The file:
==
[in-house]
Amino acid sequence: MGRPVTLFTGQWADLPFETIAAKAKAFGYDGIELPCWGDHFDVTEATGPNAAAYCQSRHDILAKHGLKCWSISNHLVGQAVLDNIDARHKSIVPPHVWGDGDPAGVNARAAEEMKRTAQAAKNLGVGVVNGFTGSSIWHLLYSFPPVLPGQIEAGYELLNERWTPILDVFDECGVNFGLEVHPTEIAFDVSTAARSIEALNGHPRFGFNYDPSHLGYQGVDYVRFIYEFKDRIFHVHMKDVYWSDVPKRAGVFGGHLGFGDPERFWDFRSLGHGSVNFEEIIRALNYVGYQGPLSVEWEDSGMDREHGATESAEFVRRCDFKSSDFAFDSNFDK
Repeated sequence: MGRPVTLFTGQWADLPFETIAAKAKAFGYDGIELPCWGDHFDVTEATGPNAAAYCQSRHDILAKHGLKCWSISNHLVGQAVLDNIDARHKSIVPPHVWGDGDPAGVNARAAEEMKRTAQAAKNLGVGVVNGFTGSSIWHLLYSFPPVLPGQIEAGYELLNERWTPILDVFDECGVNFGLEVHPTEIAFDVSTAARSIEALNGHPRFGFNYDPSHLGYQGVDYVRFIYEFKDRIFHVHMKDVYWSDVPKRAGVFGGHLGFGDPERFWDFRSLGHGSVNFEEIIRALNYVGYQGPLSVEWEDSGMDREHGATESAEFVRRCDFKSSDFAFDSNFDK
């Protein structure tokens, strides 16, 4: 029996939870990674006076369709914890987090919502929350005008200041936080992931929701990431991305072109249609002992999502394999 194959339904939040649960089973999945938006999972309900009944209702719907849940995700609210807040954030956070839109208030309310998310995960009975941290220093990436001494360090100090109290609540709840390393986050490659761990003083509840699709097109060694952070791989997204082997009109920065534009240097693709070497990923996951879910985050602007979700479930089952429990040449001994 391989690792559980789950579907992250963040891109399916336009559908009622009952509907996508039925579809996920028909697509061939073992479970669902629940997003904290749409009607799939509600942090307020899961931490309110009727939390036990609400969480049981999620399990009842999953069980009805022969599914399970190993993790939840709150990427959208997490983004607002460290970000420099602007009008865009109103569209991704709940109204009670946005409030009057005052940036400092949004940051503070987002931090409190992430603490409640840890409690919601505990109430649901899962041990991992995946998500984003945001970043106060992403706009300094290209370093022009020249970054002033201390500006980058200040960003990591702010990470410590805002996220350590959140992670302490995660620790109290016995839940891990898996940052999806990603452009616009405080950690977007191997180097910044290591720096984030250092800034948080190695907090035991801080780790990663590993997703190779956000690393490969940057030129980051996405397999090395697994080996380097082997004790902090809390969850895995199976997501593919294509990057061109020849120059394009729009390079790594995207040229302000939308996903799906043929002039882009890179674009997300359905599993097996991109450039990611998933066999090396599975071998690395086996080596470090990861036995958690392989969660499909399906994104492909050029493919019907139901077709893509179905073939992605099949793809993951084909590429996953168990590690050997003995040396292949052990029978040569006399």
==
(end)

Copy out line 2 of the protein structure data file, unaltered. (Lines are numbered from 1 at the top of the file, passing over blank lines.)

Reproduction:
Amino acid sequence: MGRPVTLFTGQWADLPFETIAAKAKAFGYDGIELPCWGDHFDVTEATGPNAAAYCQSRHDILAKHGLKCWSISNHLVGQAVLDNIDARHKSIVPPHVWGDGDPAGVNARAAEEMKRTAQAAKNLGVGVVNGFTGSSIWHLLYSFPPVLPGQIEAGYELLNERWTPILDVFDECGVNFGLEVHPTEIAFDVSTAARSIEALNGHPRFGFNYDPSHLGYQGVDYVRFIYEFKDRIFHVHMKDVYWSDVPKRAGVFGGHLGFGDPERFWDFRSLGHGSVNFEEIIRALNYVGYQGPLSVEWEDSGMDREHGATESAEFVRRCDFKSSDFAFDSNFDK